Poetry by Emily Dickinson
Here is a great topic suggestion when studying Emily Dickinson and Analyzing Dickinson's Poetry:
Analysis of Emily Dickinson’s “I Cannot Live with You” OR “I Heard a Fly Buzz.” Analyze one of the poems. To derive an interpretation of a poem, please use a modified formalist method of interpretation that uses elements of poetry.
Suggested Outline for Poetry by Emily Dickinson Research Paper:
Smooth transition to situation and setting; give the title of the poem you’ve chosen.
Smooth TR to Thesis: (complete sentence that states the theme or predominant effect of the poem, as you interpret it). This should be an explicit thesis (discussing your chosen topics in the order you plan to present them in your paper).
- Briefly summarize the major events or aspects of the poem. You should state the subject of the poem and then briefly paraphrase the feelings or thoughts of the speaker about the subject. Quotes are sometimes useful in the summary (be sure to give the line numbers in parentheses after the quote).
- Choose at least two of the elements of poetry listed below that are most relevant to the poem. In my opinion, the most useful to analyze are speaker, tone and language. Keep in mind that when analyzing language, you will not find examples of each type of figurative language, but you should find some examples in most poems.
- Conclusion: clarify how the various elements come together to convey the theme or effect of the poem. Include personal appeal.
*Elements of Poetry to consider when writing Poetry by Emily Dickinson Research Paper:
- Speaker: The voice in the poem, not necessarily the poet. As you begin your analysis, be careful not to fall into the trap of assuming that the speaker in the poem is the person writing it. Try to think deeper…could this voice be symbolic? Is the poet assuming a persona, a role or a mask to deliver the poem?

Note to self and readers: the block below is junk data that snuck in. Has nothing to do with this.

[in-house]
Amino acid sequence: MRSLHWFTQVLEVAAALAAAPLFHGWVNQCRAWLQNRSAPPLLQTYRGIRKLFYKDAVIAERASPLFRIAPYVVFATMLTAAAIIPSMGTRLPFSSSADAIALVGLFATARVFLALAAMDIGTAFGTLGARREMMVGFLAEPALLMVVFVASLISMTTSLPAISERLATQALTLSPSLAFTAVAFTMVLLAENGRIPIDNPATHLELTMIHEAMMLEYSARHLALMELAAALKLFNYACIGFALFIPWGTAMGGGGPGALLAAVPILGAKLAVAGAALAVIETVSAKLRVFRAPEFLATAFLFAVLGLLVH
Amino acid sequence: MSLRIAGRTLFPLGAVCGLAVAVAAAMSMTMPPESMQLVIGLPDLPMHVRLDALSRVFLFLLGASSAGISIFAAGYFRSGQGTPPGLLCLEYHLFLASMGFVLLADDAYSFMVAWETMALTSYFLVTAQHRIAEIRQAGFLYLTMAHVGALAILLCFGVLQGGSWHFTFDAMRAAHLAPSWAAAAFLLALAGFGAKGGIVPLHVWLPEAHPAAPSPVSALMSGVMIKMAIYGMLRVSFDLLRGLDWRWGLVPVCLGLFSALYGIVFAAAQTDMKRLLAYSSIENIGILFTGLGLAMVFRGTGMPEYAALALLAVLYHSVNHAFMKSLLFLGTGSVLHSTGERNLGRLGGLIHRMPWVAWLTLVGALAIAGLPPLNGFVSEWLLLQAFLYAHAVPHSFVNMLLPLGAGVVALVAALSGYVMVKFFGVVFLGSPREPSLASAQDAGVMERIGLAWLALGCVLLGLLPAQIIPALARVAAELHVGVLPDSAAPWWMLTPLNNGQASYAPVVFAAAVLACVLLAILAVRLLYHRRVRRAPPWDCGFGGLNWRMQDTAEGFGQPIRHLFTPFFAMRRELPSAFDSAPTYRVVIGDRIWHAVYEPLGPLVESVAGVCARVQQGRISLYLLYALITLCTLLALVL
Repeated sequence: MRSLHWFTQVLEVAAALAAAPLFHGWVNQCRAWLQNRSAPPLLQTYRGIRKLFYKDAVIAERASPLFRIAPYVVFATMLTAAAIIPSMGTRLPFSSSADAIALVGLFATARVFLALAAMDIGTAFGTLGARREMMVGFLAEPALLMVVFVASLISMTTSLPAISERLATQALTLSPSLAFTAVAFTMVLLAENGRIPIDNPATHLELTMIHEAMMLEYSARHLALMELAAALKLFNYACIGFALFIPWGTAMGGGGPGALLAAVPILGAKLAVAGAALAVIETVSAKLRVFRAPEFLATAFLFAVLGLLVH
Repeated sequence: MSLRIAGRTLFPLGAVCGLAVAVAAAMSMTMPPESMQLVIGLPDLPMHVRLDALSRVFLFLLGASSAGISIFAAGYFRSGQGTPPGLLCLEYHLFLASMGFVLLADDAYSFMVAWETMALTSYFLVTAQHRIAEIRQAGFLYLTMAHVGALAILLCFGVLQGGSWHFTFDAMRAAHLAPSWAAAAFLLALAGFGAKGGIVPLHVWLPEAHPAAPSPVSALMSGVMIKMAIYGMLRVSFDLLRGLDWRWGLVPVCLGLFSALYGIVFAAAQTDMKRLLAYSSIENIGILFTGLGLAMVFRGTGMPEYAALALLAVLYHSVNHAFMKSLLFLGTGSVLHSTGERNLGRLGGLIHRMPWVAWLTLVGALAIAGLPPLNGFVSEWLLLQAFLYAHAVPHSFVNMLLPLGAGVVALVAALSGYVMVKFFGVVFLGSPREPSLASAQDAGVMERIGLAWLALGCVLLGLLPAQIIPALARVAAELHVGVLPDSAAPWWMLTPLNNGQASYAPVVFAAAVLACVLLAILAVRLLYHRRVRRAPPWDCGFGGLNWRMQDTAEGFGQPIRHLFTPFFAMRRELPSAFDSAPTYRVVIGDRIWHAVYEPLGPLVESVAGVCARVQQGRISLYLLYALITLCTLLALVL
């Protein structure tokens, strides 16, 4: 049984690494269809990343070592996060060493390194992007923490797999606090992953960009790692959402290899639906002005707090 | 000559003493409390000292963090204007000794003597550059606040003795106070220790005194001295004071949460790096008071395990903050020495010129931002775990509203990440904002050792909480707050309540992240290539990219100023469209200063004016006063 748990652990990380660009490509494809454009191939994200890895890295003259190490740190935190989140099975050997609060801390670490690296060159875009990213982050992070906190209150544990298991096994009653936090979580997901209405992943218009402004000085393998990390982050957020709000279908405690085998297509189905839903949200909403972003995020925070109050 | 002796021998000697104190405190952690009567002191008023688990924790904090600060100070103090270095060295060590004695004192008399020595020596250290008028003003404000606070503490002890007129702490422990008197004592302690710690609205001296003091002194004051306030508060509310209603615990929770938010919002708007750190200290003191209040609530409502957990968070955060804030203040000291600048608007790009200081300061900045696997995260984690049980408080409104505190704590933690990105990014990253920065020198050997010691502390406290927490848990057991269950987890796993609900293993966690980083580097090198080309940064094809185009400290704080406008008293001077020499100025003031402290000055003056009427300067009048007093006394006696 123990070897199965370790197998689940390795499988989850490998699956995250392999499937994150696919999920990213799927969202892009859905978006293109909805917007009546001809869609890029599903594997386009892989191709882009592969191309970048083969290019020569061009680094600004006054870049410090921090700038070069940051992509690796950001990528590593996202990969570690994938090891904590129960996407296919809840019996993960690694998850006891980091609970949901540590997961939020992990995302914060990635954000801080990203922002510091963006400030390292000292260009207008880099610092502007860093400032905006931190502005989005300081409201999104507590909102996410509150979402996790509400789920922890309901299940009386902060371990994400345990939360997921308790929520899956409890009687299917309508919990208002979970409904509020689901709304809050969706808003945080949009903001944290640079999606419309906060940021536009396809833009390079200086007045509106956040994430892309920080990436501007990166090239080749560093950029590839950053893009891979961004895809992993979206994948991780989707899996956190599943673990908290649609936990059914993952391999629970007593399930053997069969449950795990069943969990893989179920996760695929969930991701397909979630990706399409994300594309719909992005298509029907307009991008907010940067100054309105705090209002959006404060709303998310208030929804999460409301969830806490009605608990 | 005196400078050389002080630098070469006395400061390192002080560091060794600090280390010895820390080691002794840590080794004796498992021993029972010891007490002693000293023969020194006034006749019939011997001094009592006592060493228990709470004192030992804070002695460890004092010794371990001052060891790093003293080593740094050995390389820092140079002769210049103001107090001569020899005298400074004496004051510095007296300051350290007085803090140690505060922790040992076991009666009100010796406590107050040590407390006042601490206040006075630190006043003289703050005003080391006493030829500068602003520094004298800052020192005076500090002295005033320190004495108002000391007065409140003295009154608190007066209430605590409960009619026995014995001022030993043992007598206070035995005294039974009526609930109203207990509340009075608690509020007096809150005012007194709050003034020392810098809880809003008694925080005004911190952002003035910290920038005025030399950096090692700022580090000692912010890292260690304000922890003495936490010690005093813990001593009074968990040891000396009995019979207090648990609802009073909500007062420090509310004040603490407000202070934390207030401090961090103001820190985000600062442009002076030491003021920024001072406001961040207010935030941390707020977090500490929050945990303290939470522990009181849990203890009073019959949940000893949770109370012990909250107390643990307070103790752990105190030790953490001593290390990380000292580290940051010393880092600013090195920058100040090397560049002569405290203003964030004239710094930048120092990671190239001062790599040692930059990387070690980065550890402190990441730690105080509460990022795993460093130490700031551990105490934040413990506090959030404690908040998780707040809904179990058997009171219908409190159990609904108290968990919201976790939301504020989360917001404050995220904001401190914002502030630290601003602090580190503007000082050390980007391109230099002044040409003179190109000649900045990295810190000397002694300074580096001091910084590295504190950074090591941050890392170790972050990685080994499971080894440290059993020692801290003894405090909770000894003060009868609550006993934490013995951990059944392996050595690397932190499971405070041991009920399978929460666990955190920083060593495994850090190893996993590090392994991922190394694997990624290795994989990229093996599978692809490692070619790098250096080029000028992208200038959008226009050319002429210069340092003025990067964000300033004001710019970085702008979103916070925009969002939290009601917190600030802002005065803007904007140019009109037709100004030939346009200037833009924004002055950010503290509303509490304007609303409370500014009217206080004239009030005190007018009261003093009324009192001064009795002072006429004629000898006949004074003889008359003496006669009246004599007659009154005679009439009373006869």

- Situation and Setting: what is happening in the poem (like plot in fiction) and time, Place.
- Tone: attitude or feelings the poem expresses Language Imagery: language that appeals to the senses.
- Metaphor: comparison between things thought to be unlike.
- Simile: comparison using like or as.
- Personification: giving human qualities to the nonhuman.
- Symbol: something that stands for something else.
- Sound: rhythm when read aloud.
- Internal Structure: organization of the content: narrative, dramatic, discursive, descriptive External Form: stanzas and meter.
- Irony: to expect one thing but give the opposite (literary device often found in fiction) Precision and Ambiguity: Word choice in the best poems is very precise in order to create a certain effect, and sometimes is intentionally ambiguous (open to more than one interpretation).
- Poetry: Imaginative, rhythmical use of language to convey emotions or thought; the best poetry often uses very precise, compressed language to intensify its effect.
- Two Broad Classes of Poetry:
Romanticism: poet as the seer, divine forces may speak through poet’s personal voice; images may spring from dream, reverie, trance, emphasis on feelings, heart; organic form—shape of poem comes from the unconscious; lyrical (song-like); especially popular for the last 200 years.
- Classicism: poet as the maker, emphasizes intellectual, traditional, communal aspects of poetry; carefully crafted images to communicate deepest insights; form is preconceived, not organic; poet speaks with voice of priest or teacher to share experiences with the community; popular throughout history.